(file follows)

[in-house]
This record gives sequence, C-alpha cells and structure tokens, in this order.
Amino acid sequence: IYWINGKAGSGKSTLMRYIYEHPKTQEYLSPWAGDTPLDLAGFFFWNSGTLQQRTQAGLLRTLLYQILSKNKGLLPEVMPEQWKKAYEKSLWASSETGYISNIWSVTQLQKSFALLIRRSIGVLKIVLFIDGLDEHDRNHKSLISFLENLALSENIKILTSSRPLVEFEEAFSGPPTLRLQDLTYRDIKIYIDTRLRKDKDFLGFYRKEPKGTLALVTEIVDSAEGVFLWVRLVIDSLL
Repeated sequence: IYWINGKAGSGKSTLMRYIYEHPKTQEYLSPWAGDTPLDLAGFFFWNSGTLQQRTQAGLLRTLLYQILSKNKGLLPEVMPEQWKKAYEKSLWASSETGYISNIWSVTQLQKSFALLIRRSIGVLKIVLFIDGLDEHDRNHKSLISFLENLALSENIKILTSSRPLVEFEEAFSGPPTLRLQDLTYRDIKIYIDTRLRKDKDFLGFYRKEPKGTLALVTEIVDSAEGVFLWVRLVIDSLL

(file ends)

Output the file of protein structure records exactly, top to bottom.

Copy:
[in-house]
This record gives sequence, C-alpha cells and structure tokens, in this order.
Amino acid sequence: IYWINGKAGSGKSTLMRYIYEHPKTQEYLSPWAGDTPLDLAGFFFWNSGTLQQRTQAGLLRTLLYQILSKNKGLLPEVMPEQWKKAYEKSLWASSETGYISNIWSVTQLQKSFALLIRRSIGVLKIVLFIDGLDEHDRNHKSLISFLENLALSENIKILTSSRPLVEFEEAFSGPPTLRLQDLTYRDIKIYIDTRLRKDKDFLGFYRKEPKGTLALVTEIVDSAEGVFLWVRLVIDSLL
Repeated sequence: IYWINGKAGSGKSTLMRYIYEHPKTQEYLSPWAGDTPLDLAGFFFWNSGTLQQRTQAGLLRTLLYQILSKNKGLLPEVMPEQWKKAYEKSLWASSETGYISNIWSVTQLQKSFALLIRRSIGVLKIVLFIDGLDEHDRNHKSLISFLENLALSENIKILTSSRPLVEFEEAFSGPPTLRLQDLTYRDIKIYIDTRLRKDKDFLGFYRKEPKGTLALVTEIVDSAEGVFLWVRLVIDSLL